Doocy Grills Joe Biden About Why He Talks About Donald Trump So Much


OPINION: This article may contain commentary which reflects the author's opinion.

Joe Biden is still trying to blame Donald Trump for anything and everything that goes wrong.

And Fox News White House correspondent Peter Doocy wants to know why Biden insists on blaming Trump for his own problems.

Doocy was very straightforward: “Do you still think that voters really want to hear you talking about [former President Donald] Trump more than the issues affecting them every day?”

“Well, the reason I mention Trump is because the issues he supports are affecting their lives every day, and are a negative impact on their lives,” Biden said.


Biden’s first ten months in office have been so bad that even members of his own party have seen enough.

An NPR/PBS NewsHour/Marist National poll found that only 36% of Democrats want Biden to be on the 2024 presidential ticket.

In contrast, 44% want a different candidate on the ballot, and 20% weren’t sure.


The poll also found that 50% of Republicans agreed that they would have a better chance of winning the presidency if Donald Trump ran for a second term, while 35% preferred a different candidate, and 14% weren’t sure.

The poll also revealed just 44 percent of Americans approved of Biden’s performance as president and 49% disapproved.

To compare, 45% approved and 46% disapproved in the poll conducted in October.

The poll is so serious that it’s gotten the attention of Fox News host Jesse Watters, who spoke in detail about just how bad this is for Biden.

During a segment on “The Five,” Watters and the panel began discussing a new poll that found 44% of Democrats want another person to run in 2024 besides Biden.

“The Democrats – I know, because I know Democrats – they want power. That’s the most important thing. So this poll acknowledges it,” Watters said.

The poll, referenced by Watters, found that 44% of Democrats want someone else to be the Democrat nominee in 2024.

“They [Democrats] don’t think that Joe Biden can win re-election,” Watters continued. “They think his presidency is so far costing them power in the house. Democrats obviously want their agenda enacted and so far Joe Biden has not really been effective in enacting their agenda.”

The host then added, “Democrats want to be inspired. That’s why Democrats usually vote for the guy that sends the thrill down their leg … Is Joe Biden inspiring Democrats? No. He can barely make it through a speech on a teleprompter. He’s boring and threatening their hold on power.”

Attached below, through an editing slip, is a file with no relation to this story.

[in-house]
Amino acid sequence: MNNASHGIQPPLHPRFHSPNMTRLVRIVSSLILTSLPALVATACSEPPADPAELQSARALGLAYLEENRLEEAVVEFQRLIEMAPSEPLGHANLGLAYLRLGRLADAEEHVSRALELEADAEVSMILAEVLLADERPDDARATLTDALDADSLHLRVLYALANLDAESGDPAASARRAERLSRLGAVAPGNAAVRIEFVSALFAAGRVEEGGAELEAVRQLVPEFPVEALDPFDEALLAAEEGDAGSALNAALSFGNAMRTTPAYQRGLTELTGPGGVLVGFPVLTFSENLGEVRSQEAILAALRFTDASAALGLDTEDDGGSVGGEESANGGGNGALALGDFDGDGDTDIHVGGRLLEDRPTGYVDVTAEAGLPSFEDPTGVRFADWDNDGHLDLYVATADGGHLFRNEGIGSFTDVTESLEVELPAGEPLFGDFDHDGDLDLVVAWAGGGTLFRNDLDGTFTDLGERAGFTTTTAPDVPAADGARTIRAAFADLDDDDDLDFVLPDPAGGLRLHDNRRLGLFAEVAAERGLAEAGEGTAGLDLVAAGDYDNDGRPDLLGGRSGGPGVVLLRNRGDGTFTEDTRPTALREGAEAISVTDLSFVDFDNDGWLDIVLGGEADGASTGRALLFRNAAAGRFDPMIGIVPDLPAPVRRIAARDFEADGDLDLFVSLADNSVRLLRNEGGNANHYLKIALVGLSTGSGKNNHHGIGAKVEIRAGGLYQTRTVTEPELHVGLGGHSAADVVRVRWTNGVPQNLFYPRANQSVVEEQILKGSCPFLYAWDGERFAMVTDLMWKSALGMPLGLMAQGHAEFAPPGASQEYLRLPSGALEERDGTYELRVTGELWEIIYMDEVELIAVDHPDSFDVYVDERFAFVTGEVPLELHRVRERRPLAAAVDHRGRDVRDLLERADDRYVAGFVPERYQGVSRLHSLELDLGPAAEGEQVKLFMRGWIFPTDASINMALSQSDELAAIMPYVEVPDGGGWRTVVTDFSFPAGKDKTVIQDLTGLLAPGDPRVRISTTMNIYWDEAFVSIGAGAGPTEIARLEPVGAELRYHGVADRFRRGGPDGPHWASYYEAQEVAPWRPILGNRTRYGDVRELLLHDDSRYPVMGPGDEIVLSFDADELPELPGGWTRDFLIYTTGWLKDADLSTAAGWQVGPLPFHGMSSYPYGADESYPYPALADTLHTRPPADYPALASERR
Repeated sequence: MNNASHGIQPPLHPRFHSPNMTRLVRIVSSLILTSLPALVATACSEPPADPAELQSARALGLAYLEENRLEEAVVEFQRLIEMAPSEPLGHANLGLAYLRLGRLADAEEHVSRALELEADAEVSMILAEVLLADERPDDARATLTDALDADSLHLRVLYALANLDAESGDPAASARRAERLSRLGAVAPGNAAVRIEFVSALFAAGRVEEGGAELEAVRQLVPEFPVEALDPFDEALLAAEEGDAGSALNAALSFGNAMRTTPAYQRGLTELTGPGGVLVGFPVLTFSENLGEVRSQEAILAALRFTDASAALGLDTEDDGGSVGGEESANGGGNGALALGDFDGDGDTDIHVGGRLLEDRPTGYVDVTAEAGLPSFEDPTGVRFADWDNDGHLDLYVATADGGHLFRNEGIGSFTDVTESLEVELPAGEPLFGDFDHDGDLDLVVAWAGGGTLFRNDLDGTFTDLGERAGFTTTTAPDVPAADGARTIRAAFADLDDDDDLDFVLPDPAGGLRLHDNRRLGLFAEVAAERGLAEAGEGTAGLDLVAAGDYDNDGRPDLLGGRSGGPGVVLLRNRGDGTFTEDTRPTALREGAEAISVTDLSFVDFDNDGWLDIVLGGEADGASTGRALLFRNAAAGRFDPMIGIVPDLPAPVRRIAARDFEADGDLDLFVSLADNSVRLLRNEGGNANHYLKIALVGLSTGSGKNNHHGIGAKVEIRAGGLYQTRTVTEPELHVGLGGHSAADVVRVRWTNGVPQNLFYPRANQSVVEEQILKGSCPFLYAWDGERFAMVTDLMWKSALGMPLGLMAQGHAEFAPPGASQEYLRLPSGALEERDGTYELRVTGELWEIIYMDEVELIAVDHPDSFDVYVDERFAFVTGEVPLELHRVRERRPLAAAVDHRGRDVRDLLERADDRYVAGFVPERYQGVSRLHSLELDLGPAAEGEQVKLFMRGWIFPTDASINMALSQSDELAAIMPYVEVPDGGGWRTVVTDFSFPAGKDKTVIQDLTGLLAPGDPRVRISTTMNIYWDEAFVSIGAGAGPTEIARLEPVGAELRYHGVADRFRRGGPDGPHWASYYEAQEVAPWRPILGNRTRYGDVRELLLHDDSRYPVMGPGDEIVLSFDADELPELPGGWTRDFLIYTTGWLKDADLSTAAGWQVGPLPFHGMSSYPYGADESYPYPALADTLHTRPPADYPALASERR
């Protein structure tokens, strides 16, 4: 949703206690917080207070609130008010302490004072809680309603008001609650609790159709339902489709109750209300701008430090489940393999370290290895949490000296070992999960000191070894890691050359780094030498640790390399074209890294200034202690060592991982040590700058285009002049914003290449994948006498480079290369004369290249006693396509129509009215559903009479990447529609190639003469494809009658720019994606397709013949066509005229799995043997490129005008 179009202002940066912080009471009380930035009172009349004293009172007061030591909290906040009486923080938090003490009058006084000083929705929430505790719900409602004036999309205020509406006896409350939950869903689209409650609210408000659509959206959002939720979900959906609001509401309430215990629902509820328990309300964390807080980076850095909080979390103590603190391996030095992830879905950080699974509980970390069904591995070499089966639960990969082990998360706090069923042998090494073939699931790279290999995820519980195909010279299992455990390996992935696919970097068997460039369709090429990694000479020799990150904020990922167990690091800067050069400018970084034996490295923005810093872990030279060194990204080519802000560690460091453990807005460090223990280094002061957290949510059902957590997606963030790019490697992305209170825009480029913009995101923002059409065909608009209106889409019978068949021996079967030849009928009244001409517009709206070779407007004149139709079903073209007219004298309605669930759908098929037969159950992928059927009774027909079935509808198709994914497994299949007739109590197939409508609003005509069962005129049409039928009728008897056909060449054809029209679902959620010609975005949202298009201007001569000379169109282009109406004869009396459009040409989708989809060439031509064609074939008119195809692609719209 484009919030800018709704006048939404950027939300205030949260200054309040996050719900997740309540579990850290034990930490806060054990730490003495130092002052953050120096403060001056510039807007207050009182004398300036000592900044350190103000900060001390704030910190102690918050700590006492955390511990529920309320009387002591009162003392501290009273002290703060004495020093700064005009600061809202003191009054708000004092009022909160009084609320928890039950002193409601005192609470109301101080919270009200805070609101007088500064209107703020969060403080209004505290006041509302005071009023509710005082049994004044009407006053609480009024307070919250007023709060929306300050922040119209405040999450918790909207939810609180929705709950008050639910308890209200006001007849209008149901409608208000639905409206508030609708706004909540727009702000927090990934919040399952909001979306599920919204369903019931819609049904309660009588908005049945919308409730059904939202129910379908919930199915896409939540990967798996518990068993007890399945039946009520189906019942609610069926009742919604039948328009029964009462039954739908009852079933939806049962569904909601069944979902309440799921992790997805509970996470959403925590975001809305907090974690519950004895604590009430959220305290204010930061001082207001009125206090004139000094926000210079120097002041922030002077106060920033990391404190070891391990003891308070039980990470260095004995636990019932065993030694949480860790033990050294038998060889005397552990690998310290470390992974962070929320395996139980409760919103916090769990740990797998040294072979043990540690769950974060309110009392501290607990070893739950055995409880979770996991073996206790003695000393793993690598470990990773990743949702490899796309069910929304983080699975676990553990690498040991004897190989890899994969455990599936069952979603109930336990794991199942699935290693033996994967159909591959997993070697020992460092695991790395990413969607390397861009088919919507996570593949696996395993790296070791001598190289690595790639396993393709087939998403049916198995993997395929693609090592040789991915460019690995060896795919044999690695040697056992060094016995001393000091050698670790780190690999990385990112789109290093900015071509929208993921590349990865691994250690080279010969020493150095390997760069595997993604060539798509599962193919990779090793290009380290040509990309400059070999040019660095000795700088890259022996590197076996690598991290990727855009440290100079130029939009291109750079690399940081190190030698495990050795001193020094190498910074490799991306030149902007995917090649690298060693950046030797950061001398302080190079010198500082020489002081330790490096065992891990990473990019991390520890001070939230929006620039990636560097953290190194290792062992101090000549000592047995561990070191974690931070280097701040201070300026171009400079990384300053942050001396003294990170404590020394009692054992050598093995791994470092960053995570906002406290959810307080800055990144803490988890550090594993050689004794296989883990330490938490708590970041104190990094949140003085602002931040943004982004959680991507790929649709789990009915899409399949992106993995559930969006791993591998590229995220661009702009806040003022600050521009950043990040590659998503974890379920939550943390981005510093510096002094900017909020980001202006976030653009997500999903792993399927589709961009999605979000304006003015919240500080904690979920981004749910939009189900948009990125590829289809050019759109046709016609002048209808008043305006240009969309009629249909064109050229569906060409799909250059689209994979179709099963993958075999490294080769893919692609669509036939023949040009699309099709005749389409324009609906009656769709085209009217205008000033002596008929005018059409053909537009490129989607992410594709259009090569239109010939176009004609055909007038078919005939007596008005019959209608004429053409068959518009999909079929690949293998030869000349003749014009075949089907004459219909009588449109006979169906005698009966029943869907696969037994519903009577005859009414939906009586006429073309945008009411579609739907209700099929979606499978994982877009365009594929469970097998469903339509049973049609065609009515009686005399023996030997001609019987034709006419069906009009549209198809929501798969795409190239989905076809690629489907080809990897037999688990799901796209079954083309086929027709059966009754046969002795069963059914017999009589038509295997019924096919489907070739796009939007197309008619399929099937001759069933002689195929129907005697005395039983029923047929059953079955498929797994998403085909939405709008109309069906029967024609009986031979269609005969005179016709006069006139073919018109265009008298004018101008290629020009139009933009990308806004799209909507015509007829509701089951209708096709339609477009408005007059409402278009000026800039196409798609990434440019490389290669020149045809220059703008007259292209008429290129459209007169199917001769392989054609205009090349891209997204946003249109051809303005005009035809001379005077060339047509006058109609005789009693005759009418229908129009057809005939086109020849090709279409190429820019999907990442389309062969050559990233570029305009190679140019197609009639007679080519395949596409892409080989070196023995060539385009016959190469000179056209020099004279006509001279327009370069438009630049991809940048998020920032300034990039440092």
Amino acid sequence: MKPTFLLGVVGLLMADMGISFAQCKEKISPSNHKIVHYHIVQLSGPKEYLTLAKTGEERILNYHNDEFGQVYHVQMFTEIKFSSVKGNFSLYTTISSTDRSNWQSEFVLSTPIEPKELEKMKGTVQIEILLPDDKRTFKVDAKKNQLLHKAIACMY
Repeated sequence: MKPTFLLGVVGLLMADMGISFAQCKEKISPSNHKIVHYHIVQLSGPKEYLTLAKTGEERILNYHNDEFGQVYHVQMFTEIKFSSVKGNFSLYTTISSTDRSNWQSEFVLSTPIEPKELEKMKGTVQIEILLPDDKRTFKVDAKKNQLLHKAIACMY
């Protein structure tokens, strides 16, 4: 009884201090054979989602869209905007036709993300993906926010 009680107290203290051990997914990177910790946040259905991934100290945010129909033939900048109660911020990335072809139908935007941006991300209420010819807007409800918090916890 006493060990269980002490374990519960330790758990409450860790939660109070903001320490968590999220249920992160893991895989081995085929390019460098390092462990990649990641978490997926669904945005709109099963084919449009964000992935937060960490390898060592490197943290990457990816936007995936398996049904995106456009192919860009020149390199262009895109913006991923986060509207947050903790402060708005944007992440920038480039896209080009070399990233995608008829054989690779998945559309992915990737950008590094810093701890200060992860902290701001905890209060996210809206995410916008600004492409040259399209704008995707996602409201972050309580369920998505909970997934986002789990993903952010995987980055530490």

The poll referenced by Watters showed that 44 percent of respondents believe that someone other than Biden would have the best chance to win in the 2024 election versus 36 percent who believed Biden had the best chance.

Just 20 percent said they were not certain.

For Republicans, 50 percent believe that Donald Trump has the best chance of winning in 2024, 35 percent said they would prefer another nominee, and 14 percent were not certain.

A recent poll also found that Kamala Harris is not too popular.


A project from The Los Angeles Times that tracks opinion polls from around the nation showed that she is less popular than President Biden and many of her own predecessors.

“As of Oct. 26, 42% of registered voters had a favorable opinion of Harris and 51% had an unfavorable opinion — a net rating of -9 percentage points, according to a Times average,” The Times said.

Since taking office, Harris has been assigned one of the administration’s thorniest issues: stemming the influx of immigrants attempting to cross U.S. borders. Republicans have sought to make her the face of an issue that they believe could help them politically.

After taking on that role, Harris’ approval ratings began to decline, with unfavorable opinions surpassing favorable ones in June. Whether the decline is directly related to the immigration debate is uncertain, however, as the dip in her approval also corresponds to a small decline in President Biden’s job approval.

The dip followed an interview with NBC’s Lester Holt, where Harris bristled at a question about why she had not visited the border, triggering criticism. Comments about immigration and the United States’ southern border during visits to Mexico and Guatemala have also sparked controversy.

But what is even more telling is that Harris is far less popular than many of the vice presidents that came before her.

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